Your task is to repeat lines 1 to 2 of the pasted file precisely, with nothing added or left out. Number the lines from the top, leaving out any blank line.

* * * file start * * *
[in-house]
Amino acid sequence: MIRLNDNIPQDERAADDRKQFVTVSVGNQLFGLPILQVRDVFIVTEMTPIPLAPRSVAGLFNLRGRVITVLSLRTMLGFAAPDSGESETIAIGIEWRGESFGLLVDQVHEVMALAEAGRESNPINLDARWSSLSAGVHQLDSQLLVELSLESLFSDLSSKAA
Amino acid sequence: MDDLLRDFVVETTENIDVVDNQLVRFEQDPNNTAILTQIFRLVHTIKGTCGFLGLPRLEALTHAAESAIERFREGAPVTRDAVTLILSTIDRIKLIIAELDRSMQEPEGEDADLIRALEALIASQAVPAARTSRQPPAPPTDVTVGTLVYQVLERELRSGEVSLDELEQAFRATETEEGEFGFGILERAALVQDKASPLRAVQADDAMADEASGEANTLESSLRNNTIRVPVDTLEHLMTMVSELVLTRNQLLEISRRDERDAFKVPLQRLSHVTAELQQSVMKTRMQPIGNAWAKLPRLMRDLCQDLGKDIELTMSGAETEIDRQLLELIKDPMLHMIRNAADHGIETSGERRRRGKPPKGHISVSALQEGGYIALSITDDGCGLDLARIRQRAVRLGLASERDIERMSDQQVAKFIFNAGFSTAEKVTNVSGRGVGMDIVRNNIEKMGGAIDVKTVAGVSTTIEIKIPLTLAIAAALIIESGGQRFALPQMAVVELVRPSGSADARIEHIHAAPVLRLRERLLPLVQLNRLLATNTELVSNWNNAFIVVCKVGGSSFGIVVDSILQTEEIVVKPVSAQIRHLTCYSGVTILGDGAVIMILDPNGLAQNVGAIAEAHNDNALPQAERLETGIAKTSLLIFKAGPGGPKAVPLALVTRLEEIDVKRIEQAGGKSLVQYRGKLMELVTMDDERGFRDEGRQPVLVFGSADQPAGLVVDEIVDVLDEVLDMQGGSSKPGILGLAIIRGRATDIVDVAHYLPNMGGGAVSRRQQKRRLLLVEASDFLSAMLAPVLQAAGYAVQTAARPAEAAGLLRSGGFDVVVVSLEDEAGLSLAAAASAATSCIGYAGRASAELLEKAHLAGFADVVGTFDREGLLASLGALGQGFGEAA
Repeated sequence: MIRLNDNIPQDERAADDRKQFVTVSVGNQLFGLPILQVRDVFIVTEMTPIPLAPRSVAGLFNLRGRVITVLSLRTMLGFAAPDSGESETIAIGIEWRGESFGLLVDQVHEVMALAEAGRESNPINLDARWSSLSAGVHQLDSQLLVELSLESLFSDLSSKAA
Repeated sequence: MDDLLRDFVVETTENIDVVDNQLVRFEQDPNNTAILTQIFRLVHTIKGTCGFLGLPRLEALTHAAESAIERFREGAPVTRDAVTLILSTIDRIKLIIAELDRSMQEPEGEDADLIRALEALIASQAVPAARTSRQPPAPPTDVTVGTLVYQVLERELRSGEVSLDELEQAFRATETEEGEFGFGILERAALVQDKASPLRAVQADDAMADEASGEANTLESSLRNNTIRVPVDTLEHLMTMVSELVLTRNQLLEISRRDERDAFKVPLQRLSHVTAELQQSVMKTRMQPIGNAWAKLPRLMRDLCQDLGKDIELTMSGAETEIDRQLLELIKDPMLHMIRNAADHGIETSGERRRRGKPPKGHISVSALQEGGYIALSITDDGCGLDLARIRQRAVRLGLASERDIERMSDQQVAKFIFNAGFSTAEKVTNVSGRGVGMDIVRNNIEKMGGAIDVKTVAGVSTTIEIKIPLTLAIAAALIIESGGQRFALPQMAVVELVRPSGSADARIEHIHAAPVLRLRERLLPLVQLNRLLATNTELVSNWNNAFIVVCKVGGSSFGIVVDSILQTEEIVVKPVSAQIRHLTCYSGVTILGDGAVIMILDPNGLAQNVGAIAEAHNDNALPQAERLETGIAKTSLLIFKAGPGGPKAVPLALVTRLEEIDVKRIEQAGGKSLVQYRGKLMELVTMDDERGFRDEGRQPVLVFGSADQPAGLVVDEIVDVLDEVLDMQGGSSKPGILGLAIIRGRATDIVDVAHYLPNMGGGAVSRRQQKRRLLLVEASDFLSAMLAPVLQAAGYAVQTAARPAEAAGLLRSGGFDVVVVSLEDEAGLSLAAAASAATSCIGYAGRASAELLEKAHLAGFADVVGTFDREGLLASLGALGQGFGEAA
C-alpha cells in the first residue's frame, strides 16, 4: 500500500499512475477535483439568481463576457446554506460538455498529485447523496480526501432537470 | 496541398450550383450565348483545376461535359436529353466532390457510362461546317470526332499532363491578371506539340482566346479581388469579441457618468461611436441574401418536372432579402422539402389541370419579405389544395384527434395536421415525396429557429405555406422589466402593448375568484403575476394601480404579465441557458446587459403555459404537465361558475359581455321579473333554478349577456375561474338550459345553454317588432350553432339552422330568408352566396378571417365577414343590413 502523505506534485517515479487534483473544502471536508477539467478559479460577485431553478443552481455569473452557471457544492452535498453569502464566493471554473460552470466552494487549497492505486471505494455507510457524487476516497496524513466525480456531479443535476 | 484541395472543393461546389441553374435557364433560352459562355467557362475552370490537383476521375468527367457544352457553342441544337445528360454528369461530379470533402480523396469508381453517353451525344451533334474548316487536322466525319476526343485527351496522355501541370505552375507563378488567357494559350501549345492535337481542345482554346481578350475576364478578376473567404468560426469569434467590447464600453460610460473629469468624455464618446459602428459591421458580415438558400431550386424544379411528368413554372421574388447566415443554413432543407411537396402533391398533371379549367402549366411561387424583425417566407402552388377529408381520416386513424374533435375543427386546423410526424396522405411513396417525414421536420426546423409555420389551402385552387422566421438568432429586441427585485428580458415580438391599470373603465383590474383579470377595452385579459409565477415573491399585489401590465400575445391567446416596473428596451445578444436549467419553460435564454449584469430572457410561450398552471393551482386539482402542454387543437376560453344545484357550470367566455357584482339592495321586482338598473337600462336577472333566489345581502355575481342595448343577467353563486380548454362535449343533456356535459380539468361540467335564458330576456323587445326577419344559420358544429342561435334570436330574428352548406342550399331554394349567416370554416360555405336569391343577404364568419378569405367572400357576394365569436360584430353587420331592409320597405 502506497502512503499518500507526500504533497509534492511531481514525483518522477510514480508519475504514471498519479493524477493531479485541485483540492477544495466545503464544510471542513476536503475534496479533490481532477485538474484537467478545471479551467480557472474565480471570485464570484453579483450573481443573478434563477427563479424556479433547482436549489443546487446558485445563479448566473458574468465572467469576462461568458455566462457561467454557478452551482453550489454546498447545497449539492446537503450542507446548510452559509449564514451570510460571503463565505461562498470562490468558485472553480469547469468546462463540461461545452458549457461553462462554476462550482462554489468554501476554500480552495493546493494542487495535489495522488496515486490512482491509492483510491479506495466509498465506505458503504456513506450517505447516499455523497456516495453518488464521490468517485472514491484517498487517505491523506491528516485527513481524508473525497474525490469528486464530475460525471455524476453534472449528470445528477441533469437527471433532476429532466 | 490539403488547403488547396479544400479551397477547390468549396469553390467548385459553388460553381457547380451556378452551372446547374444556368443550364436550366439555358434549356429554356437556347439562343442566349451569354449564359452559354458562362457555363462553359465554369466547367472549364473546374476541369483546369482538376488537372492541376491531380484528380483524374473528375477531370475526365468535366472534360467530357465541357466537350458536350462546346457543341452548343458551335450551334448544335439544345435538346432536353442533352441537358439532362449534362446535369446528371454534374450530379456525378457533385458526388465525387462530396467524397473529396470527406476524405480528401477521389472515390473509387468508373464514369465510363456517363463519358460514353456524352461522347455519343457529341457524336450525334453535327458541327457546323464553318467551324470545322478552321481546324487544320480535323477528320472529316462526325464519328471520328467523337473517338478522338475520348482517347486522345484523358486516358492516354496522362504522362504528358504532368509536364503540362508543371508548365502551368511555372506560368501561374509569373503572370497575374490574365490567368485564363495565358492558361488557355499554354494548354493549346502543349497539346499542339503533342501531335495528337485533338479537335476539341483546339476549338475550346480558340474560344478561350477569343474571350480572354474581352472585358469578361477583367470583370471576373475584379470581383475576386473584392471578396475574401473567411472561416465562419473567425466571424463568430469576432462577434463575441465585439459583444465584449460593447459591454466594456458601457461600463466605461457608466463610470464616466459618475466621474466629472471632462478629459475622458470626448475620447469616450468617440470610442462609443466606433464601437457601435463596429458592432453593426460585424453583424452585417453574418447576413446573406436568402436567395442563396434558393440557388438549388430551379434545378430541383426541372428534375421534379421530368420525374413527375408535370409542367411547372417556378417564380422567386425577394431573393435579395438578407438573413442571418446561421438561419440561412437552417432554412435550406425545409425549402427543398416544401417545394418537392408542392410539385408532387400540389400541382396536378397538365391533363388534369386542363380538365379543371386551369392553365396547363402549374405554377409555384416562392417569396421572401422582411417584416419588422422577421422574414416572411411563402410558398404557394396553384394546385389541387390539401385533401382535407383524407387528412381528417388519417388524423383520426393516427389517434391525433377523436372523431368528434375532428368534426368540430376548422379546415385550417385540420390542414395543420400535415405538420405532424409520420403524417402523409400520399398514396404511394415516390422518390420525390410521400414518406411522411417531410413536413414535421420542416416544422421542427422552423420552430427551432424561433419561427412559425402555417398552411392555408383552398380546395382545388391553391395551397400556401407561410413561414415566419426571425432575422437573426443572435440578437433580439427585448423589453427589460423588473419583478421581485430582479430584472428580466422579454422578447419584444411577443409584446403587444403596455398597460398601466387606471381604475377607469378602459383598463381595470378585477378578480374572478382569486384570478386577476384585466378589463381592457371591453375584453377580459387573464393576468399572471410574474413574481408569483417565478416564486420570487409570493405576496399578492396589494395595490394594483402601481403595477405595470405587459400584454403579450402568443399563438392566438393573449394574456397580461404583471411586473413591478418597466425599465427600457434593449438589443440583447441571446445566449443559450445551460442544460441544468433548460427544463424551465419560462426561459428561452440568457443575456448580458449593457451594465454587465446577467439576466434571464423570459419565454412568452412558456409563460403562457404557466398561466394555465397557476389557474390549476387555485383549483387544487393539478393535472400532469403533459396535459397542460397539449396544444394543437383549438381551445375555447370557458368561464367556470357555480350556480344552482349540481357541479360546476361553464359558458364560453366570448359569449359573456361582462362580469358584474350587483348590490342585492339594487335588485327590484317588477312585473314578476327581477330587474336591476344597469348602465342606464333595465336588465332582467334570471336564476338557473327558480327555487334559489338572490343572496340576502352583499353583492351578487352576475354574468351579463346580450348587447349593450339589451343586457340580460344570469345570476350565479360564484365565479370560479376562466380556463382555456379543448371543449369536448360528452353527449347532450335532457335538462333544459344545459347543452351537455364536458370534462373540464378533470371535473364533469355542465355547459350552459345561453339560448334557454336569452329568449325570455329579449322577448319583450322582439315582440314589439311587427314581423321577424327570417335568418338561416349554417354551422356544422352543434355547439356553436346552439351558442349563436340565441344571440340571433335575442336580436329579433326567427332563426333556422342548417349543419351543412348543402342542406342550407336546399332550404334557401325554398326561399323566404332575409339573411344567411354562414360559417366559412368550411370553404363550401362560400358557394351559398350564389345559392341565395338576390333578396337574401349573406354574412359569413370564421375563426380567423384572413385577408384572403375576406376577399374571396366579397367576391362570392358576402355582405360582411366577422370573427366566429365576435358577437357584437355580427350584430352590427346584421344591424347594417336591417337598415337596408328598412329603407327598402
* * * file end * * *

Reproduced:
[in-house]
Amino acid sequence: MIRLNDNIPQDERAADDRKQFVTVSVGNQLFGLPILQVRDVFIVTEMTPIPLAPRSVAGLFNLRGRVITVLSLRTMLGFAAPDSGESETIAIGIEWRGESFGLLVDQVHEVMALAEAGRESNPINLDARWSSLSAGVHQLDSQLLVELSLESLFSDLSSKAA